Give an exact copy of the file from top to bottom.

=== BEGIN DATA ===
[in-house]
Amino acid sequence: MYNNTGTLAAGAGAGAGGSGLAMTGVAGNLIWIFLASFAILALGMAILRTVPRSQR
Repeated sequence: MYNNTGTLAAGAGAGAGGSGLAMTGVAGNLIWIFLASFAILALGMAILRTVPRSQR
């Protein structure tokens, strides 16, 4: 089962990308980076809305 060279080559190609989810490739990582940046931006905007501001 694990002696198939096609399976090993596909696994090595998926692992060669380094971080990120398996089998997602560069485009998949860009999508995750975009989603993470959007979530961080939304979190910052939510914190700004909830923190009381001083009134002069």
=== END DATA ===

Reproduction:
[in-house]
Amino acid sequence: MYNNTGTLAAGAGAGAGGSGLAMTGVAGNLIWIFLASFAILALGMAILRTVPRSQR
Repeated sequence: MYNNTGTLAAGAGAGAGGSGLAMTGVAGNLIWIFLASFAILALGMAILRTVPRSQR
């Protein structure tokens, strides 16, 4: 089962990308980076809305 060279080559190609989810490739990582940046931006905007501001 694990002696198939096609399976090993596909696994090595998926692992060669380094971080990120398996089998997602560069485009998949860009999508995750975009989603993470959007979530961080939304979190910052939510914190700004909830923190009381001083009134002069």